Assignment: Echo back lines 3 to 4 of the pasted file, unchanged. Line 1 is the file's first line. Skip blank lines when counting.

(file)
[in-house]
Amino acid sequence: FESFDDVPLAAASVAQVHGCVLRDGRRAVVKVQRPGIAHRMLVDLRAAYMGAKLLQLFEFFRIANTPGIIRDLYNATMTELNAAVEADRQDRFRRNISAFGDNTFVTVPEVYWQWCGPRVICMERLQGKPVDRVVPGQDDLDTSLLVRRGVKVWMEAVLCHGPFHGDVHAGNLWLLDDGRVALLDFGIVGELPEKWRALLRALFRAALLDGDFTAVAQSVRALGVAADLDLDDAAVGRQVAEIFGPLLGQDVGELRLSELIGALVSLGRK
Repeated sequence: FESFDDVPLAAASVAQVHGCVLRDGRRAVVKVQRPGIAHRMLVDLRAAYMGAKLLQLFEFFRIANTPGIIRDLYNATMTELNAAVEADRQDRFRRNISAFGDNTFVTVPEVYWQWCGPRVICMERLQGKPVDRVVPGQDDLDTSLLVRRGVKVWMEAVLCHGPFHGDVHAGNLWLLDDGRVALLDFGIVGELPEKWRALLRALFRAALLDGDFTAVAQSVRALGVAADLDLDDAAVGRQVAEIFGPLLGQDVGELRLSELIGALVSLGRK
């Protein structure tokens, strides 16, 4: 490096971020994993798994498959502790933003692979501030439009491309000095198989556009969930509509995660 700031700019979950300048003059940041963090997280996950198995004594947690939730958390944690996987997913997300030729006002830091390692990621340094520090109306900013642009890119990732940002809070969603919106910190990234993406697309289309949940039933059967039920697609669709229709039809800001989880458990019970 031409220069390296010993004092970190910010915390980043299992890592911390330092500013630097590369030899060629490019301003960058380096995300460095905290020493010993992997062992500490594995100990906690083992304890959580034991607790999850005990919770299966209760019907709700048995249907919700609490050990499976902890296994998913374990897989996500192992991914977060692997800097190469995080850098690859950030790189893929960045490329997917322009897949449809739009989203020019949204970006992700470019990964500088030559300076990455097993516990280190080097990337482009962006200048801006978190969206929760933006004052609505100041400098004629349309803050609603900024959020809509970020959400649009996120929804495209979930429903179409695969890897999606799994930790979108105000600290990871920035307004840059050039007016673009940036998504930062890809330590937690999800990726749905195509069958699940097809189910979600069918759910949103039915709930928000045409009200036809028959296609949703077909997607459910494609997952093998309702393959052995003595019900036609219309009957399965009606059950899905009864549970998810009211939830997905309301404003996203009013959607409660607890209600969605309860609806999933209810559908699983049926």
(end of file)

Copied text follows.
Repeated sequence: FESFDDVPLAAASVAQVHGCVLRDGRRAVVKVQRPGIAHRMLVDLRAAYMGAKLLQLFEFFRIANTPGIIRDLYNATMTELNAAVEADRQDRFRRNISAFGDNTFVTVPEVYWQWCGPRVICMERLQGKPVDRVVPGQDDLDTSLLVRRGVKVWMEAVLCHGPFHGDVHAGNLWLLDDGRVALLDFGIVGELPEKWRALLRALFRAALLDGDFTAVAQSVRALGVAADLDLDDAAVGRQVAEIFGPLLGQDVGELRLSELIGALVSLGRK
């Protein structure tokens, strides 16, 4: 490096971020994993798994498959502790933003692979501030439009491309000095198989556009969930509509995660 700031700019979950300048003059940041963090997280996950198995004594947690939730958390944690996987997913997300030729006002830091390692990621340094520090109306900013642009890119990732940002809070969603919106910190990234993406697309289309949940039933059967039920697609669709229709039809800001989880458990019970 031409220069390296010993004092970190910010915390980043299992890592911390330092500013630097590369030899060629490019301003960058380096995300460095905290020493010993992997062992500490594995100990906690083992304890959580034991607790999850005990919770299966209760019907709700048995249907919700609490050990499976902890296994998913374990897989996500192992991914977060692997800097190469995080850098690859950030790189893929960045490329997917322009897949449809739009989203020019949204970006992700470019990964500088030559300076990455097993516990280190080097990337482009962006200048801006978190969206929760933006004052609505100041400098004629349309803050609603900024959020809509970020959400649009996120929804495209979930429903179409695969890897999606799994930790979108105000600290990871920035307004840059050039007016673009940036998504930062890809330590937690999800990726749905195509069958699940097809189910979600069918759910949103039915709930928000045409009200036809028959296609949703077909997607459910494609997952093998309702393959052995003595019900036609219309009957399965009606059950899905009864549970998810009211939830997905309301404003996203009013959607409660607890209600969605309860609806999933209810559908699983049926």